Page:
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Permian paleogeography of the Arctic

August 1, 1973

Three large land areas were dominant in the Arctic during the Permian: Fennoscandia, central and southern Siberia (Angara), and Canada. Smaller landmasses were in China, the Seward-Chukotskiy region, northern and eastern Siberia, and near Alaska. Coal deposits and strata bearing land plants covered a large area in central Siberia; saline basins containing red beds formed in the Zechstein, Perm, and West Texas basins as the seas withdrew, generally in the later Permian. Eugeosynclinal troughs, apparently limited to the Pacific border regions, were marked by volcanism and deposition of predominantly clastic sediments in many areas. Platform and miogeosynclinal deposits, dominated by carbonate rocks, preceded saline deposition in the basins and persisted on shallow shelves adjacent to the geosynclines. The Arctic Permian marine fauna evolved in middle Permian time because of partial isolation of the Arctic areas from the southern ocean. Endemism, latitudinal temperature controls, and the effect of ocean currents explain in large part the faunal patterns in Permian seas. Post-Permian tectonic movements account for anomalies in the present positions of some rock sequences and fossils. Northeasterly drift and counterclockwise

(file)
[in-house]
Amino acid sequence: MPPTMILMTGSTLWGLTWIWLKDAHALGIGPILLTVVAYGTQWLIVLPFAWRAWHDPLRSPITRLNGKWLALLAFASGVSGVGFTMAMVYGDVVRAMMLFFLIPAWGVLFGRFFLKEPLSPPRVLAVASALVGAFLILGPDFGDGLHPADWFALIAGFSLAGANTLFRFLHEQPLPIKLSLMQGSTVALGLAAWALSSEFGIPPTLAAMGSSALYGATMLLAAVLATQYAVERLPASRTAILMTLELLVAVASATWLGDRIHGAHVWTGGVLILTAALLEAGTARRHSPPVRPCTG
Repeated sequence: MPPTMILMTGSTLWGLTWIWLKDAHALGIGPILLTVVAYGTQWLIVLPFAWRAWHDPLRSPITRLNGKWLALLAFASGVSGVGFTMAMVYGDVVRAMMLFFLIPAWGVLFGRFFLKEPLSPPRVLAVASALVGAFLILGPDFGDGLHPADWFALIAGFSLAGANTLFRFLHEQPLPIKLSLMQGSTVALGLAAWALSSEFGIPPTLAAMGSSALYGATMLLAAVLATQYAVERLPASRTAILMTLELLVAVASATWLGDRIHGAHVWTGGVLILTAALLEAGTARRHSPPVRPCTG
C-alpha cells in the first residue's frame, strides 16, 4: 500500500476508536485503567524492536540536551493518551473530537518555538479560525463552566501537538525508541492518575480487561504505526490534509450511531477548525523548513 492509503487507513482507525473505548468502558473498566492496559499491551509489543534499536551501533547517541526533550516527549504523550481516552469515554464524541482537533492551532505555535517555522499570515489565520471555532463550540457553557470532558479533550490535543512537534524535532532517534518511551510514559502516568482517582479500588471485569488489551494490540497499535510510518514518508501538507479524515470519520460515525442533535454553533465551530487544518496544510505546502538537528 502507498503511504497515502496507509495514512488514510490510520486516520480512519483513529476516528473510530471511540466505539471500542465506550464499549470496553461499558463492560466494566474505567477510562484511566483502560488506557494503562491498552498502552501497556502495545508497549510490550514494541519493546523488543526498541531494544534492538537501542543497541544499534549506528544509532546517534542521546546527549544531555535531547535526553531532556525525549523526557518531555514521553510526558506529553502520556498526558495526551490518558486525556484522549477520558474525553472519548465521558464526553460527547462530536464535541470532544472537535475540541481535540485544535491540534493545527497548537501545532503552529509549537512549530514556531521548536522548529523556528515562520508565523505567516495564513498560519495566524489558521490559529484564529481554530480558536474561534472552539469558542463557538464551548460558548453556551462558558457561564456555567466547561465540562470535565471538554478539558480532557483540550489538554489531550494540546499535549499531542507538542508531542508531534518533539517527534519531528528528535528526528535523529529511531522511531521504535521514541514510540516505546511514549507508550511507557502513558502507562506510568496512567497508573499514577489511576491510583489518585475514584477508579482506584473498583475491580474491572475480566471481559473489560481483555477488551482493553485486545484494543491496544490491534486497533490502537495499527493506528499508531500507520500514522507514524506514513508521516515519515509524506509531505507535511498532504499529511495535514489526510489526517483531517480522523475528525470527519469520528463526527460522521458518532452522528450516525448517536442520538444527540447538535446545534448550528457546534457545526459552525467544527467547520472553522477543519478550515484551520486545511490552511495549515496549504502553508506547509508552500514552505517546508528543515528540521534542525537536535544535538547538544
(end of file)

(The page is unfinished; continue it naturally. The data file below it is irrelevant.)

rotation of the northern landmasses are suggested. Right-lateral shear along the southern edge of Asia is supported, followed by
northward movement of peninsular India.

Publication Year 1973
Title Permian paleogeography of the Arctic
Authors J. Thomas Dutro, R. Birute Saldukas
Publication Type Article
Publication Subtype Journal Article
Series Title Journal of Research of the U.S. Geological Survey
Index ID 70161864
Record Source USGS Publications Warehouse